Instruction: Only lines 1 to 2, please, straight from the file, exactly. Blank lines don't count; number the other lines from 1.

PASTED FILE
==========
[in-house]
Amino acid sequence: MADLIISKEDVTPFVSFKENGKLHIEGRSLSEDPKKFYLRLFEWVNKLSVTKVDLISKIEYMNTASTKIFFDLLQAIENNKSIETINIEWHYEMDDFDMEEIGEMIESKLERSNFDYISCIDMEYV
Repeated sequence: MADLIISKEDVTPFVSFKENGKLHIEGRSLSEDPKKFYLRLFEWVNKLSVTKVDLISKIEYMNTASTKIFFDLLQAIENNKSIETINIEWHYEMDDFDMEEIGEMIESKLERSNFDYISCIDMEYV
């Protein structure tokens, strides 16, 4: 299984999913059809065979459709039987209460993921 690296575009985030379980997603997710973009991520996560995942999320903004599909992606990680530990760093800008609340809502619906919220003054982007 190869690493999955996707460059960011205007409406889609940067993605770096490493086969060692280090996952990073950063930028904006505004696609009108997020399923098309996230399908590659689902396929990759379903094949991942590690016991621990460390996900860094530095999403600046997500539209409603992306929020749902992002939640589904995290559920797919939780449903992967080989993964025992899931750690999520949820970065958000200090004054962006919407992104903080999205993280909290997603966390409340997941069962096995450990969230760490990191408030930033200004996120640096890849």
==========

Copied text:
[in-house]
Amino acid sequence: MADLIISKEDVTPFVSFKENGKLHIEGRSLSEDPKKFYLRLFEWVNKLSVTKVDLISKIEYMNTASTKIFFDLLQAIENNKSIETINIEWHYEMDDFDMEEIGEMIESKLERSNFDYISCIDMEYV